The Physikalisch-Technische Bundesanstalt (PTB) works on several fields of quantum technology, with a focus on quantum sensing and metrology. It supports the transfer of quantum technology from science to applications in industry and academia. The new Quantum Technology Competence Center coordinates these activities. At PTB’s site in Berlin the activities focus on quantum magnetometry and cryogenic sensors, for instance highly sensitive SQUIDs and optical magnetometry for metrology, fundamental research, medical applications and beyond. It also provides an exceptionally well controlled environment for sensing smallest magnetic fields. This infrastructure is accessible to external partners.
The Zuse Institute Berlin (ZIB) is an interdisciplinary research institute for applied mathematics and high-performance computing. The Computational Nano Optics group investigates and applies numerical methods for the simulation of light-matter interactions in nanoscale devices. A highly topical field of application is optical quantum technology: modeling and simulation are used for the interpretation of experimental results as well as for the effective design of future technologies, such as quantum communication devices and quantum computers.
Industry with innovative ideas
As a startup in secure communication, GoQuantum c/o Factory Works GmbH develops connectivity devices for post-quantum communication. The algorithms used are not affected by quantum computers which can break standard encryption. This technology also uses quantum random number generators for extra-secure keys and permits customer-specific security implementations for 5G and IoT networks.
JCMwave GmbH develops software for fast and accurate optical simulations. For use in quantum technologies the software comprises special features such as the simulation of quantum dot light sources, the determination of the Purcell effect, or the calculation of resonator field modes.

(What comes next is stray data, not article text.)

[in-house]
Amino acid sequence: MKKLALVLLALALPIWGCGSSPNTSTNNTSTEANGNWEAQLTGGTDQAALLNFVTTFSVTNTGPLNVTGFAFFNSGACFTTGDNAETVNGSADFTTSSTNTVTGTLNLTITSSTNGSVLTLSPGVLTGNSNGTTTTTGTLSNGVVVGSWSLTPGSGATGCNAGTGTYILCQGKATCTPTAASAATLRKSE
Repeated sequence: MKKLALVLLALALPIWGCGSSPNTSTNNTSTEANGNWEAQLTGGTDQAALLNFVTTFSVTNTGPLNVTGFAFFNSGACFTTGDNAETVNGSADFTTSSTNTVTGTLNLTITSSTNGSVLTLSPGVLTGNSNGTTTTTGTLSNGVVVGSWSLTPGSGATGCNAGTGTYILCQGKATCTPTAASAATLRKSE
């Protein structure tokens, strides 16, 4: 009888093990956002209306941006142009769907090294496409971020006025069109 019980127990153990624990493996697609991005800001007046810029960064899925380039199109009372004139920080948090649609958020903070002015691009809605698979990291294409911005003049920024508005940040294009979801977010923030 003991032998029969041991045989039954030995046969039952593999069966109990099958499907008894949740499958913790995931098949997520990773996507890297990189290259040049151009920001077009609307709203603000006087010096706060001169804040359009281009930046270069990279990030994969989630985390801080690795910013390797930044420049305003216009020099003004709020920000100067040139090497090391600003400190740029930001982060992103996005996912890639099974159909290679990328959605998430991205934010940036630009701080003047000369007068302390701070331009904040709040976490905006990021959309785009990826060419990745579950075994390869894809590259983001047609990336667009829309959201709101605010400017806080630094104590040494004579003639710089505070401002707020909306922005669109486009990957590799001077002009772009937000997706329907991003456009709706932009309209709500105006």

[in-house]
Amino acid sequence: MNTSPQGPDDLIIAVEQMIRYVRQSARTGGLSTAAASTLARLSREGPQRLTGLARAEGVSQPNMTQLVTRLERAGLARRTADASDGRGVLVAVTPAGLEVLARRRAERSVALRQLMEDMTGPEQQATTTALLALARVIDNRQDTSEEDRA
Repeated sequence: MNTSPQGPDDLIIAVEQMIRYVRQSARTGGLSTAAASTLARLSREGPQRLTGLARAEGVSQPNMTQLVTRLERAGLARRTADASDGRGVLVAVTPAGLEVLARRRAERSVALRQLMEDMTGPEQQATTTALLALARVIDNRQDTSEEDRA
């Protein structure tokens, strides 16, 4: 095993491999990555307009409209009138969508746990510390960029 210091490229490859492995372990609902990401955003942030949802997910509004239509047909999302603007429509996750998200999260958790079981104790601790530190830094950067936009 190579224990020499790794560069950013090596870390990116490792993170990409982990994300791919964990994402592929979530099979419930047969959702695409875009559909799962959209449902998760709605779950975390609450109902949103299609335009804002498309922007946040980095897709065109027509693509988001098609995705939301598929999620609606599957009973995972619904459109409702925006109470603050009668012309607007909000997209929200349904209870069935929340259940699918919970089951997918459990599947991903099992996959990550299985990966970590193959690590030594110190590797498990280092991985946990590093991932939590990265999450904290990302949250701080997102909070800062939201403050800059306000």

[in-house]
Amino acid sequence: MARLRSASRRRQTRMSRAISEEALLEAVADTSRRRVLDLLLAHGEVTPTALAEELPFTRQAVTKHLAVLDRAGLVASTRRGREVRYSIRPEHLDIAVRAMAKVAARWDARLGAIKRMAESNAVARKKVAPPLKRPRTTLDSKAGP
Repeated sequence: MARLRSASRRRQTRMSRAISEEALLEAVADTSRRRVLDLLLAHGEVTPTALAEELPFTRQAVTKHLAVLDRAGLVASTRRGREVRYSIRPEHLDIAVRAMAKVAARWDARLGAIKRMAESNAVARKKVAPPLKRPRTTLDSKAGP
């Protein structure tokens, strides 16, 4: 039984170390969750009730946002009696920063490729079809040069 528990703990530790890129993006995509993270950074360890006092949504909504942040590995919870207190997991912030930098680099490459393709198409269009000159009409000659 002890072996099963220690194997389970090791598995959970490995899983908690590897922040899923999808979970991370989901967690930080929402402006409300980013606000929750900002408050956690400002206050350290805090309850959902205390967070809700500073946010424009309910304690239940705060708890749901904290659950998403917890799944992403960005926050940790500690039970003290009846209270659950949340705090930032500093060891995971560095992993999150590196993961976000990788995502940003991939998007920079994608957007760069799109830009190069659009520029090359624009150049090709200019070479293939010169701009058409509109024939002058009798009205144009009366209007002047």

Menlo Systems GmbH provides complete laser systems for cold atom experiments that can be used in different applications. Such setups are necessary parts of optical clocks, quantum simulations or quantum computing experiments based on cold atoms or ions. The company also has experience in optical frequency combs, cavity-stabilized lasers, femtosecond lasers and terahertz systems.
For some years already, M Squared Laser Limited has been at the heart of the international quantum supply chain. Its experts develop components, sub-systems and sensors for commercial quantum applications. The company provides the world’s purest light to enable scientific progress and power industry. Its lasers and cutting-edge photonics systems are working to realise the potential of the coming quantum age, deliver advances in healthcare and provide the scientific understanding to help halt climate change. M Squared also specialises in the development of extremely stable and robust lasers with expertise spanning CW to fs, and DUV to THz wavelengths.
The lasers of Picoquant GmbH also find application in quantum technology. These include Hanbury-Brown-Twiss set-ups to study single photon sources, quantum communication and quantum key distribution (QKD), Bell state measurements, or experiments on quantum gates for future quantum computers.
QUARTIQ GmbH is a pioneer in the development of open hardware and software solutions for quantum technology applications. It supplies research and metrology institutes worldwide with custom designs and also provides development and integration in collaborative industrial research projects, such as transportable and robust optical atomic clocks. The firm also works on algorithms and components for high-performance measurement and control tasks.
The laser diodes from eagleyard Photonics GmbH have also found their way into space. The Adlershof-based subsidiary of TOPTICA Photonics AG develops and manufactures laser diodes for a wide range of applications including analytics, automotive technology, and industrial applications as well as aerospace. For quantum technology applications they offer single frequency lasers with a line width down to below 1 MHz.
Quantune Technologies GmbH develops and markets microscopic infrared laser spectrometers for highly innovative consumer products based on patented quantum cascade laser and photoacoustic technologies.
The article was written by Dirk Eidemüller.